Pontiac introduced a new 4-barrel manifold when multiple carburetion went away for 1967. It was a takeoff of the early 1960s Super Duty manifold developed for classes were only a single carburetor was allowed. It features long, smoothly contoured runners to maximize midrange torque and provide strong peak horsepower without compromising low-speed performance. Along with the new Rochester Quadrajet, the combination was used in all 1967 performance applications. The existing 4-barrel manifold and Carter carburetor remained for select standard performance applications, however.
The new manifold proved to be so well suited for myriad applications that it became Pontiac’s only 4-barrel from 1968 forward, and the original design was discontinued. Over the years the casting saw the addition of an exhaust gas recirculation (EGR) system to quell certain emissions, and even physical deviations. It was discontinued after the 1978 model year, but several thousand were stockpiled for use in the optional 400 available 1979 Trans Am.
Factory High-Performance 4-Barrel
A specific cast-aluminum manifold was used with the 1969-1970 Ram Air IV and 1971–1972 455 H.O. An essential copy of the cast-iron manifold, the runners were raised about .125 inch to match the cylinder head intake ports and improve airflow. To isolate the manifold from excess heat, a separate cast-iron exhaust crossover connects the cylinder heads. Pricing can range from $400 to $1,500 depending upon the casting and if the original exhaust crossover is included. If considering one for your build, the 455 H.O. castings are typically most affordable.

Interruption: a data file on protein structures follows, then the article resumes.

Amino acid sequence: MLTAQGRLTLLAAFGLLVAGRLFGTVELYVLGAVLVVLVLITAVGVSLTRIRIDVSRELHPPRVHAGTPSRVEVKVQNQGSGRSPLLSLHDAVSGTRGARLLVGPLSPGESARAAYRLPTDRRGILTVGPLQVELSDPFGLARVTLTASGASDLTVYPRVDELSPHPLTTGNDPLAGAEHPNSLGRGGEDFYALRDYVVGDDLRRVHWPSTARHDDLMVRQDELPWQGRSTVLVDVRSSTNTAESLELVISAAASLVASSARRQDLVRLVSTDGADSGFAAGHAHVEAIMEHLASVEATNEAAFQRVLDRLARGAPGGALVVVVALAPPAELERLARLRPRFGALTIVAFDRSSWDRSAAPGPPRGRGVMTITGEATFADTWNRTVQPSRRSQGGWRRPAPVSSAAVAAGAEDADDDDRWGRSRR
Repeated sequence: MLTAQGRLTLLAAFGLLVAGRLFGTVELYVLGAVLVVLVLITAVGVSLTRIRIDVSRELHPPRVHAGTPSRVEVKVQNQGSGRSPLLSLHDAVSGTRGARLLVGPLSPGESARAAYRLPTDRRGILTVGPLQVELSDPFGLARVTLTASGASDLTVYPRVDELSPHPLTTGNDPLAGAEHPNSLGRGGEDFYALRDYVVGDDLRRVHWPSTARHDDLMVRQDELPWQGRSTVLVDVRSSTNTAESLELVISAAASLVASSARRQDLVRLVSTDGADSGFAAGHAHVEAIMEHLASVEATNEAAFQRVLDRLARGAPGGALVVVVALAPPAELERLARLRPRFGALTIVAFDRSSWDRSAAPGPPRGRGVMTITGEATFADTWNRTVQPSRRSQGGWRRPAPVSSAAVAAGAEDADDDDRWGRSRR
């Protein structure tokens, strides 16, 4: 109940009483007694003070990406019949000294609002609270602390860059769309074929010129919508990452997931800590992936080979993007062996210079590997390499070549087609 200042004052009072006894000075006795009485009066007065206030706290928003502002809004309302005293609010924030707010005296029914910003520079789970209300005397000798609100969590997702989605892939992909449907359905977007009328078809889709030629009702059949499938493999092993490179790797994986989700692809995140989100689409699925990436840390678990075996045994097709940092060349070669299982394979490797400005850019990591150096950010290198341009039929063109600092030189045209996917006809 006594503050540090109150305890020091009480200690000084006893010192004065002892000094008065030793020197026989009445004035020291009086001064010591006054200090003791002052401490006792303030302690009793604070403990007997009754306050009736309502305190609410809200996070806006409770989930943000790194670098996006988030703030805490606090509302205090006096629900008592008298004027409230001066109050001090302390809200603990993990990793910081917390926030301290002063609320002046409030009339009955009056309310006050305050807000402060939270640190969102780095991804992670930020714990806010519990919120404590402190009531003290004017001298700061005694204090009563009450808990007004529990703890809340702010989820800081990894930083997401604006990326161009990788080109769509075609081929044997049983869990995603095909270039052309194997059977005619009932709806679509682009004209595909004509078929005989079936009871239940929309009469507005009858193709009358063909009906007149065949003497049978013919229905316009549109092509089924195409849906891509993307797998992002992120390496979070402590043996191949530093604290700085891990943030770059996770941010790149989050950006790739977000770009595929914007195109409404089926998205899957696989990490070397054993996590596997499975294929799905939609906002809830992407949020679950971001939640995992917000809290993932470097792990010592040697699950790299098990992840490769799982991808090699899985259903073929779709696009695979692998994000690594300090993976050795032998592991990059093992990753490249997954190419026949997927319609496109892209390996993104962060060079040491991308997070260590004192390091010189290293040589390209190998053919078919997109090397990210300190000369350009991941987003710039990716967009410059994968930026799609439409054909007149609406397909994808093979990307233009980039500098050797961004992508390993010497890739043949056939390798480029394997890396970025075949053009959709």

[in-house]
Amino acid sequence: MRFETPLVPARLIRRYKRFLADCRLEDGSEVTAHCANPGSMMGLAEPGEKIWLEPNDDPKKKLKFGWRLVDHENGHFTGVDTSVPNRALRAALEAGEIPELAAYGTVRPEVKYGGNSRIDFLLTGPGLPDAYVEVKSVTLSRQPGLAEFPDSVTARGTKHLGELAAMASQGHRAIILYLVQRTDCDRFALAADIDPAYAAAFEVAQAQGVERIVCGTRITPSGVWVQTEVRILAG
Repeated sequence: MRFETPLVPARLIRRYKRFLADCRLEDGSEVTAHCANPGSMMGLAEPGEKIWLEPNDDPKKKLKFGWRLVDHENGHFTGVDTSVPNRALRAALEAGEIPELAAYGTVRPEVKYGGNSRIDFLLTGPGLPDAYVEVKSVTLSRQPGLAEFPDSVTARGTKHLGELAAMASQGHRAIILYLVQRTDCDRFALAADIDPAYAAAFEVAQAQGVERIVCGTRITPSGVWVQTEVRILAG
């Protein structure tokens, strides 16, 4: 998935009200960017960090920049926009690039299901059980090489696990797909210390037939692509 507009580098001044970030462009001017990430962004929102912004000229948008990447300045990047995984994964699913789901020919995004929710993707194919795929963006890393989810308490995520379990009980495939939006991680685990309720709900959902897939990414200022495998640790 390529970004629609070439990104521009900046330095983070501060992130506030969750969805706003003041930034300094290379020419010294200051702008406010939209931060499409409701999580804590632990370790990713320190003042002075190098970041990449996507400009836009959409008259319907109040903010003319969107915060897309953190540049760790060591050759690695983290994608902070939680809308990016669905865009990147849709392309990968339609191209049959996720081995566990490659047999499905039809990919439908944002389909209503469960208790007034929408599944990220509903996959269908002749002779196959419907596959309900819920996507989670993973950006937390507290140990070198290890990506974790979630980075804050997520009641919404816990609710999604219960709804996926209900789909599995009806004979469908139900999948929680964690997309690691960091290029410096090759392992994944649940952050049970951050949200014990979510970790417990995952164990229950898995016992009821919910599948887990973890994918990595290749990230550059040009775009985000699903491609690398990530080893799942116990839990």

Proper runner dimension and core shift can be common issues with the castaluminum manifolds, particularly the service-dated units sold though Pontiac’s parts departments. Correcting takes little more than an hour with the grinder, and it’s a process that’s should be performed when using any intake manifold in a performance rebuild. The 1973–1974 SD-455 cast-iron manifold is otherwise externally identical to a standard production casting that year, but its runners taller to improve airflow. It’s easiest identifiable by the large “LS2” cast onto its coolant crossover and/or underside. It rather rare and quite valuable, and an asking price of $2,000 or more isn’t uncommon. Considering that it performs similarly to the cast-aluminum manifold, I suggest leaving these manifolds for purist restorations.
The Tri-Power manifold is quite likely Pontiac’s most popular. A regular production option during the 1950s and 1960s, it performed consistently and reliably on the street. The center 2-barrel is used for idling, low-speed acceleration, and lightthrottle cruising while the end carburetors open progressively as demand increases.